What is arthritis? Arthritis is a complex family of musculoskeletal disorders consisting of more than 100 different diseases or conditions that destroy joints, bones, muscles, cartilage and other connective tissues, hampering or halting physical movement. Arthritis typically affects joints — the word “arthritis” literally means joint inflammation: arth (joint) and itis (inflammation). The following are 2 common forms of arthritis:
Rheumatoid arthritis (RA) is a form of inflammatory arthritis and an autoimmune disease. In RA, the immune system – which is designed to protect our health by attacking foreign cells such as viruses and bacteria – instead attacks the body’s own tissues, specifically the synovium, a thin membrane that lines the joints. As a result of the attack, fluid builds up in the joints, causing pain in the joints and inflammation that’s systemic – meaning it can occur throughout the body.
Osteoarthritis (OA) is one of the oldest and most common forms of arthritis and is a chronic condition characterized by the breakdown of the joint’s cartilage. Cartilage is the part of the joint that cushions the ends of the bones and allows easy movement of joints. The breakdown of cartilage causes the bones to rub against each other, causing stiffness, pain and loss of movement in the joint. (Information obtained from: Arthritis Foundation.)
There are many forms of arthritis, but typically arthritis stems from inflammation in the joints. Below, I have listed recommended physical and lifestyle changes that can help decrease symptoms or possibly even eliminate symptoms in some cases (see article at the end of this post to read a specific case where symptoms were completely eliminated).
Recommendations from Christina Stieve, DPT (Doctorate of Physical Therapy):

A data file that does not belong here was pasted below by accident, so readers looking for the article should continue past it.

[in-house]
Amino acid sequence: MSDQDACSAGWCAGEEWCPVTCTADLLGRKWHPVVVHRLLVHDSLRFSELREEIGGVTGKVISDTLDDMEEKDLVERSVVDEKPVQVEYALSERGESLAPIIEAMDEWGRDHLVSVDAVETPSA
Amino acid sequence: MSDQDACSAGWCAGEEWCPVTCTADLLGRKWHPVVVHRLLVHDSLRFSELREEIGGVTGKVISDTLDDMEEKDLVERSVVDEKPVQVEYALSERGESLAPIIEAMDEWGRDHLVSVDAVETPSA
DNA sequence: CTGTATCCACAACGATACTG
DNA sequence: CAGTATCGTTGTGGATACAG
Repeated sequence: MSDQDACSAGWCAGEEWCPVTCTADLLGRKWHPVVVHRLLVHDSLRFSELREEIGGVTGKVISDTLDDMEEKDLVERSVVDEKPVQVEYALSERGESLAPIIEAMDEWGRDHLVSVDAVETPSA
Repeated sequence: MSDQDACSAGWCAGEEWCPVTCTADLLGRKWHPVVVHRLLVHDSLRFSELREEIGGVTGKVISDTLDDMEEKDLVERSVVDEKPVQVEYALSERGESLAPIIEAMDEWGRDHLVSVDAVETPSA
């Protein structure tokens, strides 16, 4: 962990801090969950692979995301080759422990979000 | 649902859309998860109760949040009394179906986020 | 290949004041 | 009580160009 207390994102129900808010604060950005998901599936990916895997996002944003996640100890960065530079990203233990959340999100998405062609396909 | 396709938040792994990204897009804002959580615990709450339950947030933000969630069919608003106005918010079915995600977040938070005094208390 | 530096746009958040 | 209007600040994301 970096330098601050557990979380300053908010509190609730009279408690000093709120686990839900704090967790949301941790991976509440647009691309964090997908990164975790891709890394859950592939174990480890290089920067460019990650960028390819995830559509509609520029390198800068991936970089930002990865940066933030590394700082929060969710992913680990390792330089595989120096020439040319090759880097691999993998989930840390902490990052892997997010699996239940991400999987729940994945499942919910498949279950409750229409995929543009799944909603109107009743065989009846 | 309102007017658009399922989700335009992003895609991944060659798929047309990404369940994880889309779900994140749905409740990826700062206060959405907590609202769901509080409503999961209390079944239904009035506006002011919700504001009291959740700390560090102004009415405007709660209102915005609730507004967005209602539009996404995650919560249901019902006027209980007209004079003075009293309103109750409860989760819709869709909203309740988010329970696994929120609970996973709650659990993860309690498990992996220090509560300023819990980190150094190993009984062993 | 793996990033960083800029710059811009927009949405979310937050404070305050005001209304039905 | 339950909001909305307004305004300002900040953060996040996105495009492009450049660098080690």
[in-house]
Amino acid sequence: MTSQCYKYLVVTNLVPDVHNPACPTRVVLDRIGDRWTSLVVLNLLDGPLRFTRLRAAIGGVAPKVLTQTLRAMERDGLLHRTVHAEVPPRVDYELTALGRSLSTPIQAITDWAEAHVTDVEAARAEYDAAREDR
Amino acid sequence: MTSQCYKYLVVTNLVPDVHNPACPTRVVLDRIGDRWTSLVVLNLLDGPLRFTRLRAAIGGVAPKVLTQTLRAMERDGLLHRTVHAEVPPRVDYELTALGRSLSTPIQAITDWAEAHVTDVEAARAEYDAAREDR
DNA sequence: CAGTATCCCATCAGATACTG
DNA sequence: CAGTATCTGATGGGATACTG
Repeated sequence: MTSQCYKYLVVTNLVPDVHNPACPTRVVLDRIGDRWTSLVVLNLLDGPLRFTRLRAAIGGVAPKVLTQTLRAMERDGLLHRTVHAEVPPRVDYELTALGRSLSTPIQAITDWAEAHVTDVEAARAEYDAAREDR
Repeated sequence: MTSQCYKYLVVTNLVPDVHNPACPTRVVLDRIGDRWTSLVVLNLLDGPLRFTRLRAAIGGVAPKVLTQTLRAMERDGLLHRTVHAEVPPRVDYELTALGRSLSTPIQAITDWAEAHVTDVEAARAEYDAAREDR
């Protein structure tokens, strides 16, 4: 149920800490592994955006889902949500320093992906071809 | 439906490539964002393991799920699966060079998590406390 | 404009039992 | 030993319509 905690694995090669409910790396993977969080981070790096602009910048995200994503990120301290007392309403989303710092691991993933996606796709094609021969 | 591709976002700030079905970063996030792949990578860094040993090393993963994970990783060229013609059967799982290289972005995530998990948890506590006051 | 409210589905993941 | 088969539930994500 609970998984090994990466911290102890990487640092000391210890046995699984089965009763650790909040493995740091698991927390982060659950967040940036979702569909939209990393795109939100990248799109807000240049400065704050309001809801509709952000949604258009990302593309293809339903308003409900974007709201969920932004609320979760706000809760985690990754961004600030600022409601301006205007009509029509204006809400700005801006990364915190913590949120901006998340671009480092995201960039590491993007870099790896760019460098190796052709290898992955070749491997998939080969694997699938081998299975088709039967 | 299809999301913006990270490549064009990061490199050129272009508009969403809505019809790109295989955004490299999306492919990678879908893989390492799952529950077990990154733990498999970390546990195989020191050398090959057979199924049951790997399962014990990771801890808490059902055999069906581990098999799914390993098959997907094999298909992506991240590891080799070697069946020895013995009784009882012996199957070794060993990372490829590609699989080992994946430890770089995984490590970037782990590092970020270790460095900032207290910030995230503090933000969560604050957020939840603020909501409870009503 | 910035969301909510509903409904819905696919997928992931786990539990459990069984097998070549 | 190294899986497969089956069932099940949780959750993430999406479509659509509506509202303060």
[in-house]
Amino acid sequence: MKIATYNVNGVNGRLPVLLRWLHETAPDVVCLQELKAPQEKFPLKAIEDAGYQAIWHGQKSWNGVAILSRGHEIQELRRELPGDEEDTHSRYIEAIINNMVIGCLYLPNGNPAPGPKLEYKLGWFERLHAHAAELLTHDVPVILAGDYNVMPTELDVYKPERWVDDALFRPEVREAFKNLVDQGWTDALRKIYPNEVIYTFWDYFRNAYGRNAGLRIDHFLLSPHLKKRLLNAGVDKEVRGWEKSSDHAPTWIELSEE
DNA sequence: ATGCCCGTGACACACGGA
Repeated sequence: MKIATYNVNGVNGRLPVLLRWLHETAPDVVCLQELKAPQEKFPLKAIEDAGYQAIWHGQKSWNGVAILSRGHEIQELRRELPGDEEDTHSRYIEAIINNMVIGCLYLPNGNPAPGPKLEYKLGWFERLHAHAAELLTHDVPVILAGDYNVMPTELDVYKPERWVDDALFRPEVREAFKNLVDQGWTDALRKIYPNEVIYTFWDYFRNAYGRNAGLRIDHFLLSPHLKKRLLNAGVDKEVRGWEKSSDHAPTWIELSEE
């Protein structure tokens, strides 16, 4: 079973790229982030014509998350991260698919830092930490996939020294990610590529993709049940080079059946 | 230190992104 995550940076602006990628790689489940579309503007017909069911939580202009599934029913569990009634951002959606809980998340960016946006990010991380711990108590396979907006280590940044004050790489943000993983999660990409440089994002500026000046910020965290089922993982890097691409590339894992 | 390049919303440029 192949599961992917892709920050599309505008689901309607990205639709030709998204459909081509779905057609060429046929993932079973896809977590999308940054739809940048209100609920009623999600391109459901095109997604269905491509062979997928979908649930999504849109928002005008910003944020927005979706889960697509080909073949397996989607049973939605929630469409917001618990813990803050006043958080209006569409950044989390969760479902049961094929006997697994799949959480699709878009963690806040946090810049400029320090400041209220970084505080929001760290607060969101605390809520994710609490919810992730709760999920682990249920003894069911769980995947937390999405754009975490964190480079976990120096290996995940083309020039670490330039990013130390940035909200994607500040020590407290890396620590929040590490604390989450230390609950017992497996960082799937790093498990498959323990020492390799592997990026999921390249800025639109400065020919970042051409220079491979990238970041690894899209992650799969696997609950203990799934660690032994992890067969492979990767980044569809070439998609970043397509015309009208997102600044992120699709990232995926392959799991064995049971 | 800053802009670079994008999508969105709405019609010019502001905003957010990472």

- Ice affected area
- Perform low-impact exercises: swimming, biking, walking
- Stop doing high impact exercises: running, plyometrics (jumping), etc.
- Perform joint stabilization exercises (i.e., balance exercises)
Recommendations from Dr. Mark Hyman, MD:
- Check for heavy metal toxicity. Do a heavy metal detox. For a good heavy metal detox, get the book Juicing, Fasting and Detoxing for Life by Cherie Calbom
- Check for hidden infections such as yeast, viruses, Lyme, etc.
- Check for hidden food allergens. Get IgG food allergy testing completed or eliminate gluten, dairy and other common allergens.
- Get tested for celiac disease and fix your gut.
- Take anti-inflammatory vitamins/supplements: Vitamin D, Essential fats, and probiotics to help calm your immune response naturally.
- Exercise regularly. It’s a natural anti-inflammatory.
- Practice deep relaxation to de-stress (yoga, meditation, etc.) because stress worsens the immune response.
- Detox: body brush, exercise, sauna (to release toxins through sweat), enema
- Eat alkaline and anti-inflammatory foods: herbal teas, berries, turmeric, cacao, kelp, shiitake mushrooms, papaya, and sweet potatoes to name a few. For more information, go here: Articles on Foods that Fight Inflammation
- Decrease acidic food/drinks in diet which can cause inflammation: Alkaline/Acidic Food Lists
For more information, go to Dr. Hyman’s blog. I have included a link to two of his articles on autoimmune diseases here: Is There a Cure for Autoimmune Diseases (Such as Rheumatoid Arthritis)?, How to Stop Attacking Yourself: 9 Steps to Heal Autoimmune Diseases